Beerdrinker: Beer and wine is still freely served at Corrib project. You just need to know where to go and ask. It is a crying shame, but in line with the Irish habits.
Washington Observer: In the 8/25/14 Washington Post, on the front page, there is an article about tracking the location of people using their cellphones, even if their GPS tracking mode is disabled. It would not be surprising to know that RDS uses such newly available to track all types of 'persons of interest'. Employees and potential industrial espionage targets be informed.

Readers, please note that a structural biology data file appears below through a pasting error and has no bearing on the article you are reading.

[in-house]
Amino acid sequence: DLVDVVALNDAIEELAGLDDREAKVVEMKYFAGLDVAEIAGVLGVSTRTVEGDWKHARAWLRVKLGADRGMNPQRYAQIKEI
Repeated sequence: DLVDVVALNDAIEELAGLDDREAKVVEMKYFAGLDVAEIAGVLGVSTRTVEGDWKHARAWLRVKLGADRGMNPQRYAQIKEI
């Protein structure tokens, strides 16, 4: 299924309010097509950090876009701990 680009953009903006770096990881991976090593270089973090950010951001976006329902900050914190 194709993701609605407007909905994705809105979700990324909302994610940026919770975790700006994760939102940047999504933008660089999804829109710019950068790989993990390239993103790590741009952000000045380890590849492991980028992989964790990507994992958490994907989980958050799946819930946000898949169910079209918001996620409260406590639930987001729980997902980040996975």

Zik Gbemre: August 25, 2014 QUESTIONS FOR SHELL REGARDING NIGERIAN OPERATIONS We recently stumbled into a report by Rachel D’Oro of the Associated Press titled “SHELL, ALASKA NATIVES TO SHARE IN OFFSHORE DRILLING PROFITS, which is a worthy Shell initiative in Alaska that positively engages host community locals as ‘partners’ to share directly in the oil and gas bounty of their coast. An extract from the said report reads: “An Alaska Native regional corporation and six Native Village corporations signed an agreement with a Shell Oil subsidiary Thursday (7/31) that aims to share the profits from offshore drilling off Alaska's northwest coast. Shell and the Arctic Slope Regional Corp. announced the formation of a new company called Arctic Inupiat Offshore LLC. Its participants include six village corporations on the North Slope. The agreement with the Shell subsidiary, Shell Gulf of Mexico Inc., gives the Alaska Native company the option of acquiring an overriding royalty interest from Shell's drilling on leases in the Chukchi Sea.” And according to the Shell Alaska Vice President Pete Slaiby. He said the agreement also underscores Shell's commitment to provide opportunities for the communities. The reported also noted that "Shell's decision to invest in the future of the region and its people should be applauded," Murkowski said in a statement. "This announcement ensures that the people of the North Slope Borough share directly in the oil and gas bounty off their coast. It also gives locals a say in what happens near their communities." Looking at the above development and report, we could not help but raise some questions regarding Shell’s obvious discriminatory and baize style of operations in different parts of the world. We could not but wonder why Shell would do what they are doing in Alaska but fail to do same in other countries and places like the Niger Delta region in Nigeria? For instance, on the Divestment of Shell (SPDC) onshore assets in the Niger Delta region, Shell initiated this process which according to them, was to help grow local capability. Oil blocks in Shell’s Western operations in Nigeria were sold to mostly Nigerian companies who were in partnerships with foreign funding and technical partners. Neither the host Delta State Government nor local communities were considered in these as partners, and this generated a lot of community backlash with threats from local state communities to block operations. Shell (SPDC) seems not to have learnt lessons from that experience, as they have just recently concluded similar sale of blocks in the Eastern area covering Rivers and Bayelsa States, again without considering the issue of partnerships or some equity stake for the host State Governments and local communities. Why does Shell not learn lessons and do things right in order to avoid recurrence of problems from its host communities? Why does Shell (SPDC) not consider inviting the State oil companies of Rivers (Treasure Energy Resources) and Bayelsa (Bayelsa Oil Company) to partake as partners, and offer them some preferential equity? Shell (SPDC) has lost a golden opportunity to take the lead in the industry in Nigeria and change their community integration policy as it is practiced now in other countries, like the example above in Alaska. The UNEP report funded by Shell was issued just over 3 years ago, and in the report both Shell and the Federal Government of Nigeria were indicted and specific actions aimed at remediating the severe environmental damages were assigned to all parties. The Federal Government of Nigeria has done nothing to address the issues and the communities impacted continue to suffer. Shell as the global operator that claims “best operating practices” is also not doing anything to get the government to respond. This attitude would never be condoned by Shell if it were in the US or Europe. The Macondo case of BP in the Gulf of Mexico, and the way the US government dealt with them is clear. BP was severely punished and the affected communities very well compensated for loss of business. Because the Nigerian government is weak and has no interest in what happens to the Ogoni communities, Shell seems to have accepted that and taken advantage to do nothing, in violation of global standards. So why does Shell condone evil practices in Nigeria, allowing such environmental devastation to linger without adequate attention? Shell knows they cannot do this in countries with better and stricter regulatory governance. Another aspect is Shell and their community legacies. Shell started from Oloibiri (now in Bayelsa State) and left the town dead and desolate. Shell was in Warri, Delta State, where they sold out and have left Warri an “industrial ghost town with most businesses dead”. In fact, Shell (SPDC) left and abandoned hundreds of Office Building Blocks and Residential Buildings in Warri, Delta State, which are today overgrown with weeds and overtaken by rodents. Shell has equally completely withdrawn and stopped all its Scholarships and Community Development Projects/Programmes meant for host communities of its Western operations like OML 34, OML 30, OML 42 etc. Now they are planning to leave Port Harcourt. So they also plan to leave Port Harcourt desolate with industries dead. Is this the legacy Shell wants to leave everywhere they operate in the Niger Delta? Is this the sort of legacy any reasonable corporate entity should leave behind in Nigeria where it has operated in over 50 years? Shell is planning to divest more blocks in its Eastern operation areas. Does that include the Ogoni blocks? And how can they use this to address the lingering problems with Ogoni people? Will Shell not see this as opportunity to redress bad decisions made in previous Divestments and invite State companies to participate and own equity like they have done in Alaska? These and many more are questions we would want relevant authorities of Shell (SPDC) and Shell International in The Hague, including the Nigerian Government and other countries where Shell is operating, to seriously ponder on and find answers to; by doing the right thing. This we urge. Zik Gbemre, JP National Coordinator We Mobilize Others [...]